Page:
And then of course, there is hard way.  It’s not just writing – every possible day and a few impossible ones, and actually subjecting that to hard editing and critique, and studying hard to get your techniques right, and your backgrounds right. It’s pushing into areas and styles you’re uncomfortable with, stretching yourself. It’s doing what you don’t do well as well as just doing what you do find easier. And doing it again, and again, until you do that well too. It’s also that relentless promotion and social media (I too often take the easy way out on this).

It’s hard. It doesn’t always work. But the more often you try the hard way… the better your probabilities.  And even the hard becomes easier. So you stretch and push some more.

O see ye not yon narrow road,
So thick beset with thorns and briers?
That is the path of righteousness,
Tho after it but few enquires.

Image by Simon from Pixabay

7 thoughts on “The Easy way

  1. Ah, but on yon narrow path one does but find the most interesting and sometimes helpful folk willing to exchange ideas and offer a bit of intelligent discourse and perhaps on occasion a modicum of wisdom.
    As for you good sir, you keep trying to return to the ocean and I fear that one day you shall succeed. Be most careful and do not let that air hose kink.

  2. The narrow way, “the road less traveled by. . .” vs the broad and shining way that runs through the shade downhill all the way . . . It’s like The Author Who Shall Not Be Named, who launched a book with a too-perfect character who never develops or has difficulties, and wondered why E—— T—— did not leap to the international best seller lists. Poor writing played a role as well. Although at least TAHSNBN did their own work.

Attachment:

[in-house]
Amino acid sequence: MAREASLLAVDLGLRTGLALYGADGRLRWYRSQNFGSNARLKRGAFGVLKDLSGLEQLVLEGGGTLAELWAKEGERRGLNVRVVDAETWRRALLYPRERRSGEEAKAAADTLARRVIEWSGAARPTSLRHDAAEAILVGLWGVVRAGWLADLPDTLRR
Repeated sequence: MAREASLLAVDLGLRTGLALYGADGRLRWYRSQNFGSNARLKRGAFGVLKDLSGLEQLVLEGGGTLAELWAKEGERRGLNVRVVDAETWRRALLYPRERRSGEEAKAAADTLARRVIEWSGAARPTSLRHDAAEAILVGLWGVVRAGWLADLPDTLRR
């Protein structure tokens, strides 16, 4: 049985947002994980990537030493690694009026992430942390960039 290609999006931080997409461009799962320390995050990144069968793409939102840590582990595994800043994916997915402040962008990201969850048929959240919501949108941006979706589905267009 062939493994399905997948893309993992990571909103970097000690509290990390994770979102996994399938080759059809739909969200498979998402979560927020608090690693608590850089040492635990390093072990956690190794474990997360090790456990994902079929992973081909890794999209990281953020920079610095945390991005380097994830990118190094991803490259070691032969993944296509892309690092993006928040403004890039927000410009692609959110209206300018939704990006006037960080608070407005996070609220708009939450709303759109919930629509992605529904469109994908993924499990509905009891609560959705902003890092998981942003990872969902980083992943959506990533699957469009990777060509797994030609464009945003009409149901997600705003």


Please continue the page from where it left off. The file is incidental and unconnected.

3. Paths are for those with vision.
    I just put my head down and trudge.
    (Recognizing when you’re walking in circles is the first step to walking in new circles. Or even hexagons.)

  4. I’m less human and more simian. Leaving the trees was a mistake. Maybe even leaving oceans was not entirely well thought out.

    “If our primate ancestors had known that bureaucrats were going to crawl out of the gene pool, they’d have written evolution off as a bad idea and stayed in the trees.”

    – John Sheridan, Commander of Babylon 5

  5. Yeah, I’ve forever tarnished my reputation in certain ways, because of what I’ve let myself be associated with, due to ambition and going along to get along.

  6. The wayfarer,
    Perceiving the pathway to truth,
    Was struck with astonishment.
    It was thickly grown with weeds.
    “Ha,” he said,
    “I see that none has passed here
    In a long time.”
    Later he saw that each weed
    Was a singular knife.
    “Doubtless” he mumbled at last,
    “There are other ways”.